At-Home Exercise: Turn Housework Into a Workout

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When you’re caring for someone else, demands on your time and requests for attention never end. Days are a blur of work, household chores, caregiving, errands and family time. For caregivers, finding time for yourself is rare. When some valuable downtime does come along, hitting the gym often isn’t your first priority. Many people would rather take a nap, socialize with friends or just kick back and relax. Instead of struggling to fit in exercise with other vital kinds of self-care, try to find a way to incorporate physical fitness into the activities you already engage in each day. Housework is an excellent example that can easily be transformed into a workout.

New York fitness expert and personal trainer Sara Haley shares her tips on how to squeeze in daily exercise at home while tidying up. “The key to a healthy lifestyle is maintaining a rigorous exercise routine,” Haley says. “It’s the regular balance of cardio, strength and endurance training that produces the most long-lasting and noticeable results. But you don’t have to go to the gym to get results. You can get fit without leaving the house.”

Make Cleaning Count

The stretching, lifting and sheer physical work involved in mopping floors, scrubbing tubs and other housework can really get your heart beating. Caregivers often have to see to household chores more frequently, whether an aging loved one is living with them or they have taken on the responsibility of cleaning their loved one’s home. Constantly cleaning can be a drag, but since you have to do it anyway, you might as well make it count. Put on your sneakers, play some of your favorite music and pick up the pace.

Step It Up on Your Stairs

“Stair-climbing workouts are all the rage right now,” Haley notes. If you live in a multi-level home, don’t run up and down your stairs all day for nothing. Make each trip to a different floor count by picking up the pace, slowly taking steps two at a time, like deep lunges, or even taking the stairs sideways to work different muscles as you head upstairs. “It’s best not to rush or get too fancy when heading down the stairs, though, as this can be dangerous,” advises Haley. Instead, do a few squats or push-ups once you get to a landing or the bottom of the staircase. Just remember to keep your shoes on for extra traction and stability, and use the railing for support as needed.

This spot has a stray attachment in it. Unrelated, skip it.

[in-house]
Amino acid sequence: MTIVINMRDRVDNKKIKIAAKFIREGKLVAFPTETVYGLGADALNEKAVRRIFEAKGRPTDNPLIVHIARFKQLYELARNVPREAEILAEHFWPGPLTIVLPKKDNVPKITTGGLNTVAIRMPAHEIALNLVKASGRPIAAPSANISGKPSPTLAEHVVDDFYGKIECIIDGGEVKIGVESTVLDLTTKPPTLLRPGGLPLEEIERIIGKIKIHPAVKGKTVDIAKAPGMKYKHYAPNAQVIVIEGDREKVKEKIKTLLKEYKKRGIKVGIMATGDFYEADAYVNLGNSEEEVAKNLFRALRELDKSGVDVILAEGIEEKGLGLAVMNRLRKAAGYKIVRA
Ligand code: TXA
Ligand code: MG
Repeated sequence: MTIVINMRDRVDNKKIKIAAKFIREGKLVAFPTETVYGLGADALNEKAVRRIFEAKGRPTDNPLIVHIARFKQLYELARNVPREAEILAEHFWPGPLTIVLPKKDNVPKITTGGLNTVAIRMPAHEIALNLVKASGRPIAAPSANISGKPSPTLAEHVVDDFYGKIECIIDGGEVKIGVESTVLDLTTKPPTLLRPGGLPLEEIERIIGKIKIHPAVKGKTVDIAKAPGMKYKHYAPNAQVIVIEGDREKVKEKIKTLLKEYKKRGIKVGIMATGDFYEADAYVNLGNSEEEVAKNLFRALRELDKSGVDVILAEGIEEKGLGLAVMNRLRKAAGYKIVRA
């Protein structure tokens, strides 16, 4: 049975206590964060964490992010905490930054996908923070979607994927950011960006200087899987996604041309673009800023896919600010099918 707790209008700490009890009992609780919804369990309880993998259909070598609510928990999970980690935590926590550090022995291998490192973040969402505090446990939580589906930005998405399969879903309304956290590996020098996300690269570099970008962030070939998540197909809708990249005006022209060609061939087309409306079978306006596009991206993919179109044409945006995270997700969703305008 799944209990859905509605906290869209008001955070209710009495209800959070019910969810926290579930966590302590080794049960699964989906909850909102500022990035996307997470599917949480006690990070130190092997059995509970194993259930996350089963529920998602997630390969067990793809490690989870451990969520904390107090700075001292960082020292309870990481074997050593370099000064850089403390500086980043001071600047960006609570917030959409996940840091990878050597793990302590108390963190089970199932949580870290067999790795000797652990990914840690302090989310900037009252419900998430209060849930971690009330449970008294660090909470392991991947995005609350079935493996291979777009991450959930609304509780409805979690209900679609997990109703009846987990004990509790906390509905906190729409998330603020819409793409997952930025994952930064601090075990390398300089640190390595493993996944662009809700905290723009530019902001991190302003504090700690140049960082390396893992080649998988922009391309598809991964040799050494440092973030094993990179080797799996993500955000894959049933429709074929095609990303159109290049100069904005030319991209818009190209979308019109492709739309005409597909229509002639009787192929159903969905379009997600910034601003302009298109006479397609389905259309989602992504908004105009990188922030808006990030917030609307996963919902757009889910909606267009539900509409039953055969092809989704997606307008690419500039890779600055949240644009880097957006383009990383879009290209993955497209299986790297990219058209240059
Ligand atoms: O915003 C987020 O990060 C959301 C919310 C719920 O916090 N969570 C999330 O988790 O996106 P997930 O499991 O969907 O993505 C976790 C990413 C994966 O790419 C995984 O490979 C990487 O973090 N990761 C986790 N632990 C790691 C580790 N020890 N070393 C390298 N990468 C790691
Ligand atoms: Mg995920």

Sculpt and Fold

Dirty laundry abounds for many hands-on caregivers, especially for those whose loved ones are incontinent. You can easily turn this chore into a full body workout. “Tone your arms by keeping them raised at a 90° angle in front of you as you carry the laundry basket from room to room,” Haley suggests, “and work your legs with squats, lunges and calf raises as you fold clean clothes and fresh linens.”

A True Floor Workout

Cleaning your floors involves a few different methods, each of which exercises different muscle groups. Sweeping and mopping involve twisting movements that work your arms and core. Just make a point of switching sides during these activities to work them evenly.

Vacuuming also works your abs and arms, but it can be adapted to work your lower body as well. While vacuuming, do alternating split lunges every few minutes. Lunge forward with one leg to work the thigh and gluteus muscles. “Be sure to keep your back straight and your head facing forward, and don’t let your knees go out beyond your toes,” explains Haley. “You want your knee to be at a stable, 90° angle at the deepest part of your lunges to avoid injury.” Step back to a standing position and then repeat with the other side.

Burn as You Bite

Proper nutrition is an important part of any exercise regimen, but we all have our vices. Snacking is a source of comfort for many caregivers, but as with any indulgence, moderation is key. Healthier options like fresh fruit and vegetables are best, but when that chocolate or chip craving hits, you can help keep it in line by holding a wall squat as you snack. “Your buns will begin to burn almost immediately, and binging will suddenly seem less appealing,” Haley assures.

Chores are an inescapable part of life and caregiving, so make the most of these menial tasks to benefit your heart, achieve a healthy weight, kickstart your metabolism and improve your balance, strength, and mobility.

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19 Comments

What the heck is a wall squat?
When and Where do Caregivers get all that done after the usual exhaustion that a patient requires??? Hmmmm?
Yes, giving mom a shower is a workout on it's own!